Saturday evening, we were treated to an informative and lovely dinner with various leaders of the Northern Presbytery. We gathered to meet one another, then they presented and educated us on various statistics of their presbytery. They also shared various programs they lead, and hurdles they face. It was an informative time.

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See What Love Can Do

by Rev. Mary Beth Lawrence, Gaithersburg (MD) Presbyterian Church

This is my first trip to Lebanon and my first opportunity to meet so many wonderful Christians from Lebanon and Syria. I love the word “first” because it implies that there is a “second” or “third” that follows. I hope so.

There are so many things I could share, some of which my colleagues already have mentioned – the beauty of the country, this retreat center, and the women. Then there is the legendary hospitality of the Middle East. One feels like one has walked straight into the stories of the Bible. I now know the menu of the Great Marriage Supper of the Lamb. For sure there will be hummus, cucumbers, tomatoes, garlic, and pita loaves.

We have been honored to meet several church leaders while we are here. Many of the pastors and pastors’ wives are leaders of their local churches, of course. They are faithful and incredibly creative in how they minister in their local contexts.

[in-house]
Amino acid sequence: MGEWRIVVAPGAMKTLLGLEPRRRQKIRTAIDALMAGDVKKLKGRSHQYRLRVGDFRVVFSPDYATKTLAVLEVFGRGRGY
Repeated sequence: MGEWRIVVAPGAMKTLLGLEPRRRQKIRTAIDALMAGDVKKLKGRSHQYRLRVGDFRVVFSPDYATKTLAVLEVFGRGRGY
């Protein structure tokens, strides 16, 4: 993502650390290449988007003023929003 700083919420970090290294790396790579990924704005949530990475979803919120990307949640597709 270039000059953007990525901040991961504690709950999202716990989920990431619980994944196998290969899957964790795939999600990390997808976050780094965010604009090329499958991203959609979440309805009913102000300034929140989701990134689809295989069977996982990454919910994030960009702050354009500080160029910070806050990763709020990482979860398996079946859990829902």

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A Global Denomination

by Ty Hardin

There is a tradition here in Ghana that when an elderly person that has lived a full life passes away, they have a procession to honor and celebrate the life of that individual. They march around and shoot off a cannon. A very loud cannon. A shake the windows and walls cannon. No live rounds, mind you, just the powder. But the thunderous noise alone (at 6:35 a.m.) is almost enough to cause the need for a second procession. 

Lance and I were having coffee at just after 6:00 a.m. He and Juan and Amy were going with Dr. Solomon (Sumani Sule-Saa) to the rural Yendi district area and were scheduled to depart at 7:00. Just before the aforementioned time, we heard drums and chants. Then there was a loud BANG. We both jumped up to see what was the matter. We walked out  just in time to hear another big BOOM and the drums and chants were much closer this time. I decided this was best investigated from inside. Dr. A promptly appeared and explained to us the tradition of celebrating a well-lived life. What an awesome and informative start to the day.

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Mutually Encouraged

by Martha Erisman